Lamar said he voted against the proposal because he doesn't see a clear benefit for Moscow and its residents. [Waaahhhh. Get used to being the single "No" vote Lamar - tf]

"Personally, I'm concerned with the details and the precedent that may be set with decisions if we are to accept this," he said.

He said he doesn't think the city should sell water rights across the state line because Moscow has no ability to annex or tax the development. The development also could have negative ramifications for Moscow businesses.

"Once we decide to sell water to Hawkins, it's no longer just the water issue, it's the city of Moscow helping to make that development happen," he said.

Chaney said she would have voted against the agreement if given the chance. [Of course she would have. Luckily Mayor Moonbat has become Mayor Irrelevant - tf]

She said the agreement saves Hawkins money, which will expedite additional development in the corridor that will draw even more water from a declining aquifer.

"I'm not comfortable that we have all the information in hand yet," she said.

Several Moscow residents who spoke before the vote on the agreement said they were upset with the confidentiality.

"The people here are concerned (about water issues). They are interested," Moscow resident David Pierce said. "The fact that you are willing, it appears, to approve a mitigation and a compromise on this thing without involving the people of the area I think is a great travesty to the people of this area."

Several people also were concerned that the council is jeopardizing the future of Moscow's water resources by agreeing to extend services to Hawkins.

"I also am concerned that the city is willing to mortgage our children's future and put their water rights at risk and destroying possibly two existing wells and our downtown in order to put money in other people's pockets," Moscow resident Betsy Dickow said.

Moscow resident David Hall said selling water to Hawkins causes Moscow to lose its credibility as a city concerned about water.

"Moscow needs to do a full water budget before it can even consider providing water to outside entities," Hall said.

Many council members said they were uncomfortable about not being able to discuss the agreement before the vote.

Steed said confidentiality "was placed upon us. We didn't ask for it. We didn't particularly want to do it that way."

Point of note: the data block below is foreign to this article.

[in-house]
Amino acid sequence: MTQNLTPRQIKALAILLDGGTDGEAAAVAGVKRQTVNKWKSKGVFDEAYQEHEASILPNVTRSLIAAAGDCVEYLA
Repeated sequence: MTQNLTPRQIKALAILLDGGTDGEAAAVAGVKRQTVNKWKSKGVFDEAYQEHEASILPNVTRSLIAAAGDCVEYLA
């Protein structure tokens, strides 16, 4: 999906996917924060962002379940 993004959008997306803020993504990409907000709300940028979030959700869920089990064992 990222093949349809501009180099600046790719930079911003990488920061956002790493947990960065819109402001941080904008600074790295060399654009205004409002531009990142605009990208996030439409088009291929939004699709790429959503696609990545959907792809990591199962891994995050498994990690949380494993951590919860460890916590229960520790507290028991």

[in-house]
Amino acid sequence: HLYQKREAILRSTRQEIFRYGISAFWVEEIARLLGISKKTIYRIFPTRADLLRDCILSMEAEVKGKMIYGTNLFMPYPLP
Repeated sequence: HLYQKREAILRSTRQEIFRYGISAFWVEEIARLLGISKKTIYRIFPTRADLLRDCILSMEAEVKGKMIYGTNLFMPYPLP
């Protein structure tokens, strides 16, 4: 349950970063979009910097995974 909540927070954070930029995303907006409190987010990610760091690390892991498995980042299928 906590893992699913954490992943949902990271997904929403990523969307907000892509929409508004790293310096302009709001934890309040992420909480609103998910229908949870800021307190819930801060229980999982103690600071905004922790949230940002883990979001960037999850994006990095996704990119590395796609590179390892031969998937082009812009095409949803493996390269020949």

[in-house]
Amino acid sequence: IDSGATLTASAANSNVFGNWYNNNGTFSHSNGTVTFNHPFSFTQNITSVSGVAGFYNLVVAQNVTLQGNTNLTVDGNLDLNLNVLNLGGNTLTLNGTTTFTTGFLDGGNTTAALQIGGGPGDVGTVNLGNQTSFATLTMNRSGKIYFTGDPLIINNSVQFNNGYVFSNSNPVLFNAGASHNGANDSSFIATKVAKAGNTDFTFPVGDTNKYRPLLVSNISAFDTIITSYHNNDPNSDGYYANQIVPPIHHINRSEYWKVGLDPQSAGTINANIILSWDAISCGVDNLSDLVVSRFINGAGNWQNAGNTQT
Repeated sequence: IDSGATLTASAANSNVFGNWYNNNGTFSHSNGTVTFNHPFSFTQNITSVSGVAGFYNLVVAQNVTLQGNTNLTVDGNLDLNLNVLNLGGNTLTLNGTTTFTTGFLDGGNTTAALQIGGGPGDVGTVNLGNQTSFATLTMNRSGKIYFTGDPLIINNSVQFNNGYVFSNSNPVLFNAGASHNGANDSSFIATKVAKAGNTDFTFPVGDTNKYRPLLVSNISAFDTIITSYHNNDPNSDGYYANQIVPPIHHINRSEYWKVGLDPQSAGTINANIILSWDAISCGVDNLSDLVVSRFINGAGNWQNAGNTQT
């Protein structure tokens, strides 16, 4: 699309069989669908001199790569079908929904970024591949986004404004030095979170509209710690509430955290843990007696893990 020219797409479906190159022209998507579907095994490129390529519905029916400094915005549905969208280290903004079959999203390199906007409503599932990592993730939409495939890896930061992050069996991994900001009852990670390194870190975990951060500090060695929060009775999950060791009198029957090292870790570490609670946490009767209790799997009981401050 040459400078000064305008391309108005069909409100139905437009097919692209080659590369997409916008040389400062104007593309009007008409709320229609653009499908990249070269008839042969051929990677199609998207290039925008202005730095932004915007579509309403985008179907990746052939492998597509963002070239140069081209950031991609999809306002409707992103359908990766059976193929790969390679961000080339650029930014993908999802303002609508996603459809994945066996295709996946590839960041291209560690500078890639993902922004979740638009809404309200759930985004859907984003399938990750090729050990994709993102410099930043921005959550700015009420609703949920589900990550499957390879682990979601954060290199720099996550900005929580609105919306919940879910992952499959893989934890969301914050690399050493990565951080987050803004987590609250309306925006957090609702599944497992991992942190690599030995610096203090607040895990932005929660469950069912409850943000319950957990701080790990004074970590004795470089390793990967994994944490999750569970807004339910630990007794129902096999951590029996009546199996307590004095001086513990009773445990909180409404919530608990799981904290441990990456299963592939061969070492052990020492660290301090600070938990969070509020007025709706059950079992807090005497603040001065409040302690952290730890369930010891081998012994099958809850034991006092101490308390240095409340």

Lamar said Moscow residents will have the chance to share their opinions about the agreement during the Idaho Department of Water Resources permitting process, which will be conducted by the state.

Lambert said Moscow's representatives at the mediation could have just walked away, but it would have left the city with no control over how Hawkins uses its water rights.

"This issue is not a cut-and-dried issue where we've got the right to stop what they're doing over there, and everybody in this town needs to understand that," Lambert said. "At least we've got the right to determine how much water we can give them."

Whitman County Commissioner Jerry Finch said Moscow's decision takes "a big impediment off the process."

"I think it is a win-win for both the county and the city of Moscow," Finch said. "We've come a long way. Six months ago I would have never thought they would sell Hawkins water."


Mr. C. said...

We can thank the newly elected conservatives on the Moscow City Council for being true progressives.

Tom Forbes said...

Yes indeed, a big tip of the hat to Mssrs. Carscallen, Steed, and Krauss, as well as Weber and Lambert. And kudos to the Greater Moscow Alliance for making this possible.

They saw accurately that commerce knows no borders and that Moscow will gain from the Hawkins project as well. Folks that come to shop at Lowe's will wander over to the Palouse Mall and Wal-Mart and eat at Sangria and Wingers.

April E. Coggins said...

It's exciting that a company like Hawkins is now a stake-holder in our region's economic development. It will naturally be in Hawkin's best interest to promote our region as a great place to live and do business.